By Mike Hellgren

BALTIMORE (WJZ) — Baltimore Police Department officials released additional information Thursday on the independent panel reviewing the murder of Detective Sean Suiter.

Baltimore City Police took a major step to try to solve the death of one of their own by naming seven policing experts, including two former city detectives, to independently investigate the death of Suiter, who was shot in the head 149 days ago.

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“The community wants the same answers as we want internally, so we’re going to be transparent. We’re going to provide information,” Baltimore City Police Commissioner Darryl De Sousa said.

Suiter was killed with his service weapon the day before he was set to testify in front of a grand jury in a police corruption case in November 2017. He was investigating a murder in the Harlem Park neighborhood at the time of the shooting. He died the next day.

There was no DNA other than his own found at the scene, and no sign of a vaguely described suspect.

Members of the Virginia-based consulting company CNA will chair the panel.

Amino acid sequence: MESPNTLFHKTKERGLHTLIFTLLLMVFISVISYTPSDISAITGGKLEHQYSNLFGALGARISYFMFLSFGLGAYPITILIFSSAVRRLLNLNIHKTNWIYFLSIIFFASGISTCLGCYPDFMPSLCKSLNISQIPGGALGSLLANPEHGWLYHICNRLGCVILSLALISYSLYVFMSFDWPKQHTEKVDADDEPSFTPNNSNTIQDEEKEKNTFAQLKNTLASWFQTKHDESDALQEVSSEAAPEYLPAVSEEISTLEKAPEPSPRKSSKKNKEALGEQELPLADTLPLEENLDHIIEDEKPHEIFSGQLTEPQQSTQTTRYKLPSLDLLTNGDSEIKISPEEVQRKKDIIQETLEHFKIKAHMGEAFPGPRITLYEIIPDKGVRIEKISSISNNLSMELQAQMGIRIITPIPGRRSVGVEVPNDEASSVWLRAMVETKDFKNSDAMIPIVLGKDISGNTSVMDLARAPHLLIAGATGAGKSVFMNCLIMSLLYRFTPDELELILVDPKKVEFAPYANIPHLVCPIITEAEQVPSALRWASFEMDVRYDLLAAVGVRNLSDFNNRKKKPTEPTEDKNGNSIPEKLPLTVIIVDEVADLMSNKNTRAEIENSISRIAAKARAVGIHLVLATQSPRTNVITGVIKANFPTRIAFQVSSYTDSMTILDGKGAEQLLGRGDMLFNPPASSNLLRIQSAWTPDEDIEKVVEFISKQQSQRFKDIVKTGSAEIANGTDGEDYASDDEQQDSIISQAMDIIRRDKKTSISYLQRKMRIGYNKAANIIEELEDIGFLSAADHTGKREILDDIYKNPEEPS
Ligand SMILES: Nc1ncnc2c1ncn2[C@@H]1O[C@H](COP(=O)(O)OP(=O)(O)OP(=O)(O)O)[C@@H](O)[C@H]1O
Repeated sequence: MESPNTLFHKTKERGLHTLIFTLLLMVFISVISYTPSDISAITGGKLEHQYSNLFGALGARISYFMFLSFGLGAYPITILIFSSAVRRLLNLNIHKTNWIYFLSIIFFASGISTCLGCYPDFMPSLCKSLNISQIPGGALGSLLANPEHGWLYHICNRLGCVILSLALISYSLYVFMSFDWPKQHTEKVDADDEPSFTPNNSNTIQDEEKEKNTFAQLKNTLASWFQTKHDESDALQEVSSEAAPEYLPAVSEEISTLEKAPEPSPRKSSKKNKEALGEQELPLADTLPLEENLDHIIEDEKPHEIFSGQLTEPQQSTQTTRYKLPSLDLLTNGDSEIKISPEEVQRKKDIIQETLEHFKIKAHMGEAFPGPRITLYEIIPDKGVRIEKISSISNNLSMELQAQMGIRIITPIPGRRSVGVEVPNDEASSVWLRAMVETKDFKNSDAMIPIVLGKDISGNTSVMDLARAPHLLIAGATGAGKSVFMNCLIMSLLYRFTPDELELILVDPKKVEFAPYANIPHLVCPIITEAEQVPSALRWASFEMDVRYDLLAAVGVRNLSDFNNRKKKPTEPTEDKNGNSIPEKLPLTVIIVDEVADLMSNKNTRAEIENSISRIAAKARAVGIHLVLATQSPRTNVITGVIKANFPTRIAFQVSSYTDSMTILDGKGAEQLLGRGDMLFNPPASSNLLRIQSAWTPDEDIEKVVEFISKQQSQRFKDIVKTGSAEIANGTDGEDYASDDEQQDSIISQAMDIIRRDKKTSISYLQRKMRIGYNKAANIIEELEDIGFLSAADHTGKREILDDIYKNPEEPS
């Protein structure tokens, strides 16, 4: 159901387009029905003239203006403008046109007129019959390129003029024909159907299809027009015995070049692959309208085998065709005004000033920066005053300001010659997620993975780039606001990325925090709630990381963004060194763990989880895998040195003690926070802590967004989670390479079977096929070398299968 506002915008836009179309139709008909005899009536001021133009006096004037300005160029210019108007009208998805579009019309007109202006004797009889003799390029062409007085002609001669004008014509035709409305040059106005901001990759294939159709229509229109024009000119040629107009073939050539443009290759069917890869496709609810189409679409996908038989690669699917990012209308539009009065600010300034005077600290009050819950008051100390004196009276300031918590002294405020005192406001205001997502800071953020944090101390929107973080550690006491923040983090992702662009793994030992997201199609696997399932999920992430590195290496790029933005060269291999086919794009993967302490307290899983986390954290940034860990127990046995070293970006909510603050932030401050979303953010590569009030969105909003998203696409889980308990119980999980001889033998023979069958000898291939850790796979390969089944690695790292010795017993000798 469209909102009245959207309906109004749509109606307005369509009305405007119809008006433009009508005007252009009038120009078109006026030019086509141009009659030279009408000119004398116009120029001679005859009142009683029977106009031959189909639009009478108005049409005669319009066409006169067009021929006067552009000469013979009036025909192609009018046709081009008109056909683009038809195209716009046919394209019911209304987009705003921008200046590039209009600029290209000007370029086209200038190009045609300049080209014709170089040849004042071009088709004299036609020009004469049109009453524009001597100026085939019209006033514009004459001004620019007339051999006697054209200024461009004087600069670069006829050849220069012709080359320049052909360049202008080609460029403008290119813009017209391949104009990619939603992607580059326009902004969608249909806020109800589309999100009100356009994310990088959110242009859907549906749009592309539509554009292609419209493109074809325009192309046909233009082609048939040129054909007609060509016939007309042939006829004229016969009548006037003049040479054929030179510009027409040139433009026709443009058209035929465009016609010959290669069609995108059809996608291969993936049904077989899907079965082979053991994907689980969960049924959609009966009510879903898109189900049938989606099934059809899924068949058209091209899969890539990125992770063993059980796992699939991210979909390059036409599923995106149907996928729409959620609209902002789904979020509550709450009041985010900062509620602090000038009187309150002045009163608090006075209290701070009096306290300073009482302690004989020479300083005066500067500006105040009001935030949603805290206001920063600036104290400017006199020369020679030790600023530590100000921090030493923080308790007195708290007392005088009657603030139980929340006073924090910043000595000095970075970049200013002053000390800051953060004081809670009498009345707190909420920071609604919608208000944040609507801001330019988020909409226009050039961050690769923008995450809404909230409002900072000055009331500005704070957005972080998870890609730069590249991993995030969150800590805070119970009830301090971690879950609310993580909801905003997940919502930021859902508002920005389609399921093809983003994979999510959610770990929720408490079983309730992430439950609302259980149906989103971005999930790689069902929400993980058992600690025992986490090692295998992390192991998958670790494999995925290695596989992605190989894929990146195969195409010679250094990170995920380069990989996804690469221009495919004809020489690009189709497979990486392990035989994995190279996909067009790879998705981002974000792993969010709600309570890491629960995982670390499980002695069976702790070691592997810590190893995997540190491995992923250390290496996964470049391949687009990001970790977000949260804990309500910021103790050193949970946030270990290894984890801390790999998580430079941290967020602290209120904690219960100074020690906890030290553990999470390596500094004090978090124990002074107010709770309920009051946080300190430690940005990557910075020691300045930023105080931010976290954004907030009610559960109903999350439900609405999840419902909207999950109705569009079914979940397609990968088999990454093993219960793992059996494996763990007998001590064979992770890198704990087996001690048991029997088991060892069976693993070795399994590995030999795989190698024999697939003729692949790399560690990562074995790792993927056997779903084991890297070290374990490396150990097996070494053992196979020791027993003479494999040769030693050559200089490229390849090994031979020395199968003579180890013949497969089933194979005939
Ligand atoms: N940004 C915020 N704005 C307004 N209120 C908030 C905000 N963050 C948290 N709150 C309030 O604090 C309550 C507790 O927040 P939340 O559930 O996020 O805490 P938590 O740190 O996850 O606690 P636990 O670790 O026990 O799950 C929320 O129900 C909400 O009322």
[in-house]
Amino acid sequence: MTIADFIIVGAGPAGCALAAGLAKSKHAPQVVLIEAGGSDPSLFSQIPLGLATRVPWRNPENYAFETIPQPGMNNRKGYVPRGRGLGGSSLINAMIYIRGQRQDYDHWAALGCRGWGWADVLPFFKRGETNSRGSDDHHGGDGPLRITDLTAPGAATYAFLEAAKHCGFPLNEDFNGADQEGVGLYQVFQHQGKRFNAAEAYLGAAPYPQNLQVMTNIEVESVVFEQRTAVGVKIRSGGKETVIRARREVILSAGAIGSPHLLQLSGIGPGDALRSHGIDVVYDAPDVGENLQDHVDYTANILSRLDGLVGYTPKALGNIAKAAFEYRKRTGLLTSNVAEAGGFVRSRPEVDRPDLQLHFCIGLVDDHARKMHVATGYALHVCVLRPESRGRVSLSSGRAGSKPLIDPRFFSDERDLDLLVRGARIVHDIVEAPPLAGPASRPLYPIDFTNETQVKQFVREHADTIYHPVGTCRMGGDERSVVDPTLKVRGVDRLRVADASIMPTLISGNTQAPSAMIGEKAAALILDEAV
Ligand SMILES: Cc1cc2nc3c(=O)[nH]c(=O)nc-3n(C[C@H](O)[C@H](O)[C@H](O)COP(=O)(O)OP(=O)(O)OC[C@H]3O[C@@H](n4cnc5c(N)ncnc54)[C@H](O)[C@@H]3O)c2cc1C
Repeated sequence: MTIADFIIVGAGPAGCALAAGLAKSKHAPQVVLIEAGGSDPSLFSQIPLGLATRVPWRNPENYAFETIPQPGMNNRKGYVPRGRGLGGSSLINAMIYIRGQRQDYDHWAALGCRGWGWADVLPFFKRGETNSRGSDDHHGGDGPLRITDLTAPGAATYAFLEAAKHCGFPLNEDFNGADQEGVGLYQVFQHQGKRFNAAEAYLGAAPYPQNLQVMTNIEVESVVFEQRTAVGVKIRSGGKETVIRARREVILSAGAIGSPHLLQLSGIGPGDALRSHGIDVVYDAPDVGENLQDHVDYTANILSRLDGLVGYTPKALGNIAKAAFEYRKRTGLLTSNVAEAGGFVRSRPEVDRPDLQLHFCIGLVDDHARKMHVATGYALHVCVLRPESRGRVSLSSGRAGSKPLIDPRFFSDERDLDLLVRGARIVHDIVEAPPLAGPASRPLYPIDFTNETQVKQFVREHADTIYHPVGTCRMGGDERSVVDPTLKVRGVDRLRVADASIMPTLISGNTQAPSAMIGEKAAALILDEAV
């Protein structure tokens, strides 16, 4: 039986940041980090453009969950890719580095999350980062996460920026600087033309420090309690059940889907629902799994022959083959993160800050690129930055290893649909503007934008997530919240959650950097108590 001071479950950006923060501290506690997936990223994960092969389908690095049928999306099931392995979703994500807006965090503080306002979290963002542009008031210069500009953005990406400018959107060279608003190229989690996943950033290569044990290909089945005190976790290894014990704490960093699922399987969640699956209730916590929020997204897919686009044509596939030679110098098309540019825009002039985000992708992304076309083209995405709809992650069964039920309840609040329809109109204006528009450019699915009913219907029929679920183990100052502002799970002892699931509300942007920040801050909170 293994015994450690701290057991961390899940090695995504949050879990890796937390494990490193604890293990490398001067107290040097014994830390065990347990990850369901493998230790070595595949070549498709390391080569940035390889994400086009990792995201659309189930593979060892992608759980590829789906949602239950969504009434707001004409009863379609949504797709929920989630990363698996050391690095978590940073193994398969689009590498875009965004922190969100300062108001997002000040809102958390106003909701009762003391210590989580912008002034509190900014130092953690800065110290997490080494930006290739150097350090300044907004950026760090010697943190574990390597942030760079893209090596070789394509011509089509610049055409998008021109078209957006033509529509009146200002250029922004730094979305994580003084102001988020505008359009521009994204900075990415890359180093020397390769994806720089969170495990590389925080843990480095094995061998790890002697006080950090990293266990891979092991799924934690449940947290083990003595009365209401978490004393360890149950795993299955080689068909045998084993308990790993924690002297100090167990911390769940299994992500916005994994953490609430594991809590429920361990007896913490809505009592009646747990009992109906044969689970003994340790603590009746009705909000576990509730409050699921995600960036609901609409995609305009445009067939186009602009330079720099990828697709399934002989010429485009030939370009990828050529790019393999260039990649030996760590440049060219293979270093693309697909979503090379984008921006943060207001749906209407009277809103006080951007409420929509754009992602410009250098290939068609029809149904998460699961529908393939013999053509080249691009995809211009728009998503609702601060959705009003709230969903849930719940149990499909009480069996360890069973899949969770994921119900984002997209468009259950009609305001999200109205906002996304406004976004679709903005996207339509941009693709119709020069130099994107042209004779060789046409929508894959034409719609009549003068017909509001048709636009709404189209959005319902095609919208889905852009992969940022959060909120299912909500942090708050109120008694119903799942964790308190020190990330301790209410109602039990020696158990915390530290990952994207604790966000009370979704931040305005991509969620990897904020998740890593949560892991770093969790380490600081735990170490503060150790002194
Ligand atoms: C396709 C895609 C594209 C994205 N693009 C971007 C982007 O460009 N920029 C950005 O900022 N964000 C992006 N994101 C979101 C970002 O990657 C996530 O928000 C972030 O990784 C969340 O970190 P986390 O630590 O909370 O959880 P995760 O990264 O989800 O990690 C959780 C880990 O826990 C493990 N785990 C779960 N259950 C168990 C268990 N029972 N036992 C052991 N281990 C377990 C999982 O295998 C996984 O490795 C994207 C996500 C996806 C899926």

“The evidence is what the evidence is. And what we’re trying to take a look at is to see whether with fresh eyes that there’s any assistance that we can provide,” said James “Chips” Stewart, Suiter investigation chair and managing director for justice programs at CNA.

CNA also assisted police in another case: the death of Officer William Torbitt. He was in plain clothes when fellow officers opened fire on him during an incident outside a nightclub seven years ago.

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“We’ve helped lots of agencies improve and save lives,” Stewart said.

Another member of the panel is retired Detective Gary Childs, who recently headed the cold case investigation into the murder of a nun spotlighted in “The Keepers” documentary.

Also, Rick Fuentes headed the New Jersey State Police under then-Gov. Chris Christie.

Click here for the full biographies of the panel members.

“It’s still heavy in the heart of all of us in the Baltimore City Police Department,” De Sousa said.

The commissioner spoke about how he had met several times with Suiter’s widow.

This investigation is set to last about six months. The board will not have subpoena power, but it can call witnesses.

The review of Suiter’s death will cost taxpayers $150,000.

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